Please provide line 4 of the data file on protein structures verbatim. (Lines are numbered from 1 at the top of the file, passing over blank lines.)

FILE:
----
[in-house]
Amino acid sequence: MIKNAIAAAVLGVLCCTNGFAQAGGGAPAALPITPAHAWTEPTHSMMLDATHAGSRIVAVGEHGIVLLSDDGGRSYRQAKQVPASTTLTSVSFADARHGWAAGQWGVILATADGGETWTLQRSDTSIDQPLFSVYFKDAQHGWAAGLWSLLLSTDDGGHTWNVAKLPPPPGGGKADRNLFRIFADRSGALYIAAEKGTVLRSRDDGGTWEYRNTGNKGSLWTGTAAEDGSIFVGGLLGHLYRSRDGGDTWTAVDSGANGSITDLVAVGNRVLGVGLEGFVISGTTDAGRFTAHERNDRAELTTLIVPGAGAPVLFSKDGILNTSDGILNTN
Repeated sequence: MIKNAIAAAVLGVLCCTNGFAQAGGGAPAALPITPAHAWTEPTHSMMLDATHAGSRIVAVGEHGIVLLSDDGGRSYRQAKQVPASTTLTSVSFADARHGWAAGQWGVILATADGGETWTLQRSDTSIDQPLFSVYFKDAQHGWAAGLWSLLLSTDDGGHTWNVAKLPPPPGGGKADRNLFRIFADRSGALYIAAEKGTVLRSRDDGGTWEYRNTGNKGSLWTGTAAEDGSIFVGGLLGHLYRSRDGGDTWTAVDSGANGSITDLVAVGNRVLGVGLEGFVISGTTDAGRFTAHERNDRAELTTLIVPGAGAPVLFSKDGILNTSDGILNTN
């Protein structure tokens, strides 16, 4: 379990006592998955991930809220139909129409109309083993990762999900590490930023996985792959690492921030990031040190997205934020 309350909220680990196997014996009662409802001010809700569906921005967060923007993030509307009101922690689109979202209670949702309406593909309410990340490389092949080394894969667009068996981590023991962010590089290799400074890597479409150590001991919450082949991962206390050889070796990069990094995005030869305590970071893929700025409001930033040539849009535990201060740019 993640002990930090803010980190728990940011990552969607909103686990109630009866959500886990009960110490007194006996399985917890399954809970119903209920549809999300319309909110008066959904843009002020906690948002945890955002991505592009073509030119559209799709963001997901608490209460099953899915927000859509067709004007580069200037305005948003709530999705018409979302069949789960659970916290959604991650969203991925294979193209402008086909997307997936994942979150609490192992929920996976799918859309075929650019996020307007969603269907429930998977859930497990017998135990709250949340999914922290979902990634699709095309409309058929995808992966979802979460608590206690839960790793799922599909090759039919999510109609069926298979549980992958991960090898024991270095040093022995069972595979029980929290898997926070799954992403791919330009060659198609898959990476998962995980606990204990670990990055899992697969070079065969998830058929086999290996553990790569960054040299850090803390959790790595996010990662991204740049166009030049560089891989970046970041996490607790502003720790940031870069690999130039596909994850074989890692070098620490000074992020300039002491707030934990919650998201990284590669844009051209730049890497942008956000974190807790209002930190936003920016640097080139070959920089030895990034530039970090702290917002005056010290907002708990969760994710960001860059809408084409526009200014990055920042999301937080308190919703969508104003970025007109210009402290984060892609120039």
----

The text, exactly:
């Protein structure tokens, strides 16, 4: 379990006592998955991930809220139909129409109309083993990762999900590490930023996985792959690492921030990031040190997205934020 309350909220680990196997014996009662409802001010809700569906921005967060923007993030509307009101922690689109979202209670949702309406593909309410990340490389092949080394894969667009068996981590023991962010590089290799400074890597479409150590001991919450082949991962206390050889070796990069990094995005030869305590970071893929700025409001930033040539849009535990201060740019 993640002990930090803010980190728990940011990552969607909103686990109630009866959500886990009960110490007194006996399985917890399954809970119903209920549809999300319309909110008066959904843009002020906690948002945890955002991505592009073509030119559209799709963001997901608490209460099953899915927000859509067709004007580069200037305005948003709530999705018409979302069949789960659970916290959604991650969203991925294979193209402008086909997307997936994942979150609490192992929920996976799918859309075929650019996020307007969603269907429930998977859930497990017998135990709250949340999914922290979902990634699709095309409309058929995808992966979802979460608590206690839960790793799922599909090759039919999510109609069926298979549980992958991960090898024991270095040093022995069972595979029980929290898997926070799954992403791919330009060659198609898959990476998962995980606990204990670990990055899992697969070079065969998830058929086999290996553990790569960054040299850090803390959790790595996010990662991204740049166009030049560089891989970046970041996490607790502003720790940031870069690999130039596909994850074989890692070098620490000074992020300039002491707030934990919650998201990284590669844009051209730049890497942008956000974190807790209002930190936003920016640097080139070959920089030895990034530039970090702290917002005056010290907002708990969760994710960001860059809408084409526009200014990055920042999301937080308190919703969508104003970025007109210009402290984060892609120039």